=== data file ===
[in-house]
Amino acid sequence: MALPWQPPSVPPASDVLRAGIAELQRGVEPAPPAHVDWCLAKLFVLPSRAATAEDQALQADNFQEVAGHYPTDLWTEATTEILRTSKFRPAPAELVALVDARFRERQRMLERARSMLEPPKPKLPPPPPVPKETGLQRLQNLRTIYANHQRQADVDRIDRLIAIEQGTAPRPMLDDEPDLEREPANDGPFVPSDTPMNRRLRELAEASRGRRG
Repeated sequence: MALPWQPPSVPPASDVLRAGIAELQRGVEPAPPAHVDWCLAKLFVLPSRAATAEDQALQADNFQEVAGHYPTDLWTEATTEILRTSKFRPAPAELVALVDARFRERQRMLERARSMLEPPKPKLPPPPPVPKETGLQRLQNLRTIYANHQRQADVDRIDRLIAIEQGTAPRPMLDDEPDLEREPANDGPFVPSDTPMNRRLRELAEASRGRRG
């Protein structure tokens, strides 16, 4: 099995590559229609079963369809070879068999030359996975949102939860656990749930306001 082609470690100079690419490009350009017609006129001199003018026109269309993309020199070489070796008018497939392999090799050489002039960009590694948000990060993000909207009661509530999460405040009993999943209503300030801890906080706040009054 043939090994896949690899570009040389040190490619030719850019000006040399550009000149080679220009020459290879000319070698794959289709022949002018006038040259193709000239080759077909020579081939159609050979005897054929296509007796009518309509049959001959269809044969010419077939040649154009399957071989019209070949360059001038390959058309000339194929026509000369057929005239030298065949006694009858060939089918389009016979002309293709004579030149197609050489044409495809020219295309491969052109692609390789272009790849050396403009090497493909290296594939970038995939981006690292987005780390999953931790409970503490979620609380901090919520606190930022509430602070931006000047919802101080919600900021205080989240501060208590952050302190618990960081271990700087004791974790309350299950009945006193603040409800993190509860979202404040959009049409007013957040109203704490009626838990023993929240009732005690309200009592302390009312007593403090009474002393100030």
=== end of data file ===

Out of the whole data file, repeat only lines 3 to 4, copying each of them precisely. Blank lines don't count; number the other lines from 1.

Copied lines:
Repeated sequence: MALPWQPPSVPPASDVLRAGIAELQRGVEPAPPAHVDWCLAKLFVLPSRAATAEDQALQADNFQEVAGHYPTDLWTEATTEILRTSKFRPAPAELVALVDARFRERQRMLERARSMLEPPKPKLPPPPPVPKETGLQRLQNLRTIYANHQRQADVDRIDRLIAIEQGTAPRPMLDDEPDLEREPANDGPFVPSDTPMNRRLRELAEASRGRRG
């Protein structure tokens, strides 16, 4: 099995590559229609079963369809070879068999030359996975949102939860656990749930306001 082609470690100079690419490009350009017609006129001199003018026109269309993309020199070489070796008018497939392999090799050489002039960009590694948000990060993000909207009661509530999460405040009993999943209503300030801890906080706040009054 043939090994896949690899570009040389040190490619030719850019000006040399550009000149080679220009020459290879000319070698794959289709022949002018006038040259193709000239080759077909020579081939159609050979005897054929296509007796009518309509049959001959269809044969010419077939040649154009399957071989019209070949360059001038390959058309000339194929026509000369057929005239030298065949006694009858060939089918389009016979002309293709004579030149197609050489044409495809020219295309491969052109692609390789272009790849050396403009090497493909290296594939970038995939981006690292987005780390999953931790409970503490979620609380901090919520606190930022509430602070931006000047919802101080919600900021205080989240501060208590952050302190618990960081271990700087004791974790309350299950009945006193603040409800993190509860979202404040959009049409007013957040109203704490009626838990023993929240009732005690309200009592302390009312007593403090009474002393100030």